The barrel/magazine/forearm assembly comes apart easily. Just remove the single machine screw holding the magazine end piece to the lug on the underside of the barrel- again, please use a properly fitted screwdriver. Be careful, because the magazine spring is under pressure behind the magazine end piece and if you let it get away from you, the magazine end piece will go flying. It'll be pretty obvious how it all comes apart and goes back together at that point.

Be good to this gun, don't get any weird ideas about detail stripping it, or refinshing anything. It has honest wear, put there by long use in the hands that were responsible for you being in this world- leave all that in place, please. That's all part of your heritage. Preserve it so you can pass it on to future generations without bunged up screw heads or other signs of kitchen table gun butchery. There's enough of that out there now as it is without adding more.

Enjoy it, it's a great gun, and you'll never get another one with this gun's history.


March 15, 2009, 03:30 PM
Wow, uh, thanks Lee. The only real story I have is that it almost killed my dad - he leaned it up against a tree, it fell over and went off :-).

Edit: Here is a not so great picture of it (I would take them outside to take pics but, while I'm allowed to have guns here, I don't want to go around showing them off).


March 16, 2009, 12:02 AM
Okay, so the question is: can I shoot it? Its probably at least 50 years old - would modern loads be too much for it?

Lee Lapin
March 16, 2009, 12:53 PM
There shouldn't be any problems at all in shooting it, with loads that will chamber properly. A 620 should have a 2 3/4" chamber, and it should be clearly marked on the left side of the barrel over the chamber area. Assuming everything functions properly, it's fine to shoot. Fifty is pretty young for a gun 8^).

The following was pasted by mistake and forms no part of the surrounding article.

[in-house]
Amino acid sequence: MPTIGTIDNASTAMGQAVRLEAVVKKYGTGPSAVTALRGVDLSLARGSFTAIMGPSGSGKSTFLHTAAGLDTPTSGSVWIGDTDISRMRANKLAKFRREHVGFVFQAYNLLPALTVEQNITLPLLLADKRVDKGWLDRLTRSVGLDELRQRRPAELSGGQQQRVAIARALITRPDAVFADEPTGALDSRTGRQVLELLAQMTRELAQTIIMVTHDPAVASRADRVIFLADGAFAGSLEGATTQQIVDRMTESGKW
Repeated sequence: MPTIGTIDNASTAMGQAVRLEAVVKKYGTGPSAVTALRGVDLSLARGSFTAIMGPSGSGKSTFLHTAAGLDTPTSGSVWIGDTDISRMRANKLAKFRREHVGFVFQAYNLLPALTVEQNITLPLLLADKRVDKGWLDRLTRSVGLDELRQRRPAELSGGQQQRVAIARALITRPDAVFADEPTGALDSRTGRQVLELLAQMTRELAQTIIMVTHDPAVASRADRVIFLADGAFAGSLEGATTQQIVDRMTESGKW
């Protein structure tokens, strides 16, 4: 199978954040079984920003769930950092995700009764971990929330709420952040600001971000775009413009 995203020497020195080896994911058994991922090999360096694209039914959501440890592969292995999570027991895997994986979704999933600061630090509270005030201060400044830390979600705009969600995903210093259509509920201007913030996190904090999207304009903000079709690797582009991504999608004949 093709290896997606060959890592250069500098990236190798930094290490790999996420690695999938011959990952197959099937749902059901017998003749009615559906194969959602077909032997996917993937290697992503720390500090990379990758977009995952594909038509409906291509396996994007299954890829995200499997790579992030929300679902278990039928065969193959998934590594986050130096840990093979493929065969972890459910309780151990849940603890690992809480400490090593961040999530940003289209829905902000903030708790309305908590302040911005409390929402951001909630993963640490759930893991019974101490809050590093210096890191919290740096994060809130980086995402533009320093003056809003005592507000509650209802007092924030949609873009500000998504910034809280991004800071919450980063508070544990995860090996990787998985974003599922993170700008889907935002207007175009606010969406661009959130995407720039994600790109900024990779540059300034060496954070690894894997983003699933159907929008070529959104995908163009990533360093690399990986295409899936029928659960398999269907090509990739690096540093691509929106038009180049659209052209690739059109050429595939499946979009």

One note- 520s and 620s don't have disconnectors and WILL slam fire if the action is closed briskly on a live round when the trigger is held back with the safety off. Some people do it for fun, but it's hard to hit anything that way and turning ammo into noise with nothing gained thereby is an increasingly expensive pastime these days. The older Ithaca 37s, Win Model 97 and Model 12s will do it also, it's a characteristic of the older designs. It won't hurt the gun but it makes about as much sense as smoking the tires on your car on purpose. And it's definitely something you should know about the gun before you start stuffing live ammo in it. It'll definitely give you a lesson in Rule #3 if you don't observe it carefully.



March 16, 2009, 07:51 PM
Oh, and I got it dismantled and clean - for sitting in the closet for many years it looks like it is in great shape!

January 30, 2010, 12:17 AM
Alright, another random question:

Do you guys know anything about reading the numbers or have a link to a place that would explain them for me? Something like the year made or where the numbers are? I can't find them, although they're probably staring me in the face.

April 8, 2010, 12:26 AM
I apologize for being slightly off topic, but I must thank you, Lee, for the detailed takedown information. It really helped, I just found my grandfather's old US-marked 620 (navy, WWII, so I'm told) and your information was very helpful to me. As for the poster, your 620 looks a lot better than mine. lol.

August 2, 2010, 02:28 AM
I have a savage 620 also and I took the screws out on the side too which was a hug mistake. The thing that makes the shells hop up came loose i put it back together and it is back in the correct position but for some reason it is to high on the inside and the reloading shell action doesn't not work it will not take a shell from the tube to the barrel. any help?

December 5, 2013, 06:10 AM
Dug this thread up while looking for info on an old shotgun I lucked into (free). Just wanted to thank Lee for his very informative post. What a great design thiese old gems were!